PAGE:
What’s your favorite part of being involved with “Stay Here?”

The best part of the show was being able to immerse myself into the cultures of the cities that I hadn’t had the chance to be fully immersed in, which I think is kind of the essence of what Airbnb is. With Airbnb, we’re not just renting a crash pad, we want to live like a local.

It’s such an exciting industry for just that reason. It is incredibly personal, whereas a hotel for the most part is a very impersonal place. It can be beautiful, but it isn’t personal.

You’ve told people on the show that when you run an Airbnb, you’re really the manager of a very small hotel. How can property owners get a competitive advantage in today’s market?

There are three components. One is the narrative – it’s incredibly important for property owners to know what the story of their place is. For example, if it’s a beach property, you’ve got to play up that narrative of having access to the beach — have buckets and spades and maybe a seahorse in your living room, or maybe a nautical theme throughout the property.

Number two: I think the best money anybody can spend is on a professional photographer. Don’t just be taking photos on your iPhone. There’s a cat in the background or maybe a dead plant, maybe trash under the table. I see bad photos all the time. Have a professional real estate photographer come out and capture the narrative of your story. Make sure the photographs are beautifully shot, well lit, super clean.

Number three is please, please hire a professional cleaning crew. There is nothing that will result in a bad review quicker than flying a long way to stay at your Airbnb and there is some dirt in the sink, or worse, some dirt in the bathroom. There is a phenomenon that people seem to be more grossed out by dirt that’s in an Airbnb than dirt that’s in a hotel. I don’t know why that is. Trying to save $20, $30, $50 on a cleaning crew — which you ultimately can attempt to pass the expense on to the person that’s staying — is madness.

How do you view renter’s insurance? Do you think it’s beneficial to tenants and/or landlords? If so, how does it help?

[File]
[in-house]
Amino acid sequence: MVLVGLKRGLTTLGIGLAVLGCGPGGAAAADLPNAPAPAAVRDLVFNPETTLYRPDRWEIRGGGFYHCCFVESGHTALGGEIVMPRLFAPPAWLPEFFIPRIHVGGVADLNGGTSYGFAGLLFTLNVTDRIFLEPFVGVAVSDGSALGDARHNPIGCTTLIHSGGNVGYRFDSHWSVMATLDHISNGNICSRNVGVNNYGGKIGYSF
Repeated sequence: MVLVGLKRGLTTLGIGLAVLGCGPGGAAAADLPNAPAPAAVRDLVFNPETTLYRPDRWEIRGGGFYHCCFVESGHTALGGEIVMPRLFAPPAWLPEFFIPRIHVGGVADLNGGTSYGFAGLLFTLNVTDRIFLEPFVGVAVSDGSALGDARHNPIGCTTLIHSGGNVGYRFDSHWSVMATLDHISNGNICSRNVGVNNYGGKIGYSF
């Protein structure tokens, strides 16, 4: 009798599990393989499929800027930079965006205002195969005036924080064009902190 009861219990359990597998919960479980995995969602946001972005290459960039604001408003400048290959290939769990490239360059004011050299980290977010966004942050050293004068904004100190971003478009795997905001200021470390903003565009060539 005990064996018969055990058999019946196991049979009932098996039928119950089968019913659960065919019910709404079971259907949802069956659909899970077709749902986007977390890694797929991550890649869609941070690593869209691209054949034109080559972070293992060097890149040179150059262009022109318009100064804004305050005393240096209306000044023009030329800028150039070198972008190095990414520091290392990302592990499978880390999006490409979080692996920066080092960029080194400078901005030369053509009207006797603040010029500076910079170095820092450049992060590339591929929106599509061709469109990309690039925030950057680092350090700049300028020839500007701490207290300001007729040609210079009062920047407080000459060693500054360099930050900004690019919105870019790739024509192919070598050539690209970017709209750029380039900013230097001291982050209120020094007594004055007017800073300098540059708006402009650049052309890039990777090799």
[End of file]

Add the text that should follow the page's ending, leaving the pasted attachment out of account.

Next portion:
Speaking as a property owner, I think having insurance as a landlord is absolutely paramount. Because if someone slips and falls while going out of your house while getting into a cab in the rain, there is potentially a nasty, sticky lawsuit. I definitely recommend renters insurance. I also recommend having an umbrella policy – it just means if you max out that policy, there’s another policy behind it to catch any excess.

How does technology helping to automate and make this job easier?

The past 10 years have had incredible technological advances, and I remember when the first real estate portal came out — there were oohs and aahs and gasps. The industry itself has gone through huge technologic shifts. I almost feel technology is taking a front seat but as long doesn’t make us lazy, it’s a good thing.

If I’m an Airbnb owner, I can have an awesome doorknob automated on my property, a little plaque out that says call this number. I can say, “Welcome. You’ll find some champagne in the fridge and some snacks on the kitchen counter. I’m just going to unlock the door for you now.” That’s great but there is nothing that is going to replace a personal touch. With my properties and the properties I represent, it is always down to meeting guests in person when you can. If you want to treat this like a business and make it in the hospitality industry, you’ve got to be hospitable.

Technology is only a tool but ultimately, you are the commodity and you are the business. The short-term rental is the business, but when you’re greeted by someone who owns the property or represents the property who can tell you all of the stuff, such as, “Tomorrow morning, wander down the block, go into Joe’s coffee and ask for the strawberry pancakes and the special coconut latte.” A guest likes that stuff. You feel like you’re getting the inside track; you feel like you’re getting the secret to the neighborhood.